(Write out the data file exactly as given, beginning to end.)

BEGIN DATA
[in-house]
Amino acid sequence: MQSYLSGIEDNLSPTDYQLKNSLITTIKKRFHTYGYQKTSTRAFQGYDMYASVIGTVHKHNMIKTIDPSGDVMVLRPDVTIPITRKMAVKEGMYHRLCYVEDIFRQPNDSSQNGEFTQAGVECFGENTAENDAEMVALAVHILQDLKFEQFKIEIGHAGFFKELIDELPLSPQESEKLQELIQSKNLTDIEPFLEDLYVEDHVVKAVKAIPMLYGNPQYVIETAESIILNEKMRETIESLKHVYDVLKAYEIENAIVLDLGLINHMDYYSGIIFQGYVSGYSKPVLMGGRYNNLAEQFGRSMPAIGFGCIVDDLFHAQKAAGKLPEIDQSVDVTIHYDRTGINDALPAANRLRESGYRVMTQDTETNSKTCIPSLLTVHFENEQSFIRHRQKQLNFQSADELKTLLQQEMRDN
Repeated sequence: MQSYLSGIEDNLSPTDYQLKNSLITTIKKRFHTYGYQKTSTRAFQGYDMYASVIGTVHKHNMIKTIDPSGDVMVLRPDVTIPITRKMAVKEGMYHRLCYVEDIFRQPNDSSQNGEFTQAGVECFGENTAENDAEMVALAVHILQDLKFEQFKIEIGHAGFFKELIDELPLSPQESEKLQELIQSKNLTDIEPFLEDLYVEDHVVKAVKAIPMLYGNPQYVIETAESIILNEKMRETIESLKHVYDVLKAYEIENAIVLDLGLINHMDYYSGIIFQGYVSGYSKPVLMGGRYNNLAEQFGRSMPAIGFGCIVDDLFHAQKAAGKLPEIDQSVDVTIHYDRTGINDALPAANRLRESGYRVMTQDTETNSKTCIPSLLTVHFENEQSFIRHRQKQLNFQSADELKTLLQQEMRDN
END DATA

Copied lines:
[in-house]
Amino acid sequence: MQSYLSGIEDNLSPTDYQLKNSLITTIKKRFHTYGYQKTSTRAFQGYDMYASVIGTVHKHNMIKTIDPSGDVMVLRPDVTIPITRKMAVKEGMYHRLCYVEDIFRQPNDSSQNGEFTQAGVECFGENTAENDAEMVALAVHILQDLKFEQFKIEIGHAGFFKELIDELPLSPQESEKLQELIQSKNLTDIEPFLEDLYVEDHVVKAVKAIPMLYGNPQYVIETAESIILNEKMRETIESLKHVYDVLKAYEIENAIVLDLGLINHMDYYSGIIFQGYVSGYSKPVLMGGRYNNLAEQFGRSMPAIGFGCIVDDLFHAQKAAGKLPEIDQSVDVTIHYDRTGINDALPAANRLRESGYRVMTQDTETNSKTCIPSLLTVHFENEQSFIRHRQKQLNFQSADELKTLLQQEMRDN
Repeated sequence: MQSYLSGIEDNLSPTDYQLKNSLITTIKKRFHTYGYQKTSTRAFQGYDMYASVIGTVHKHNMIKTIDPSGDVMVLRPDVTIPITRKMAVKEGMYHRLCYVEDIFRQPNDSSQNGEFTQAGVECFGENTAENDAEMVALAVHILQDLKFEQFKIEIGHAGFFKELIDELPLSPQESEKLQELIQSKNLTDIEPFLEDLYVEDHVVKAVKAIPMLYGNPQYVIETAESIILNEKMRETIESLKHVYDVLKAYEIENAIVLDLGLINHMDYYSGIIFQGYVSGYSKPVLMGGRYNNLAEQFGRSMPAIGFGCIVDDLFHAQKAAGKLPEIDQSVDVTIHYDRTGINDALPAANRLRESGYRVMTQDTETNSKTCIPSLLTVHFENEQSFIRHRQKQLNFQSADELKTLLQQEMRDN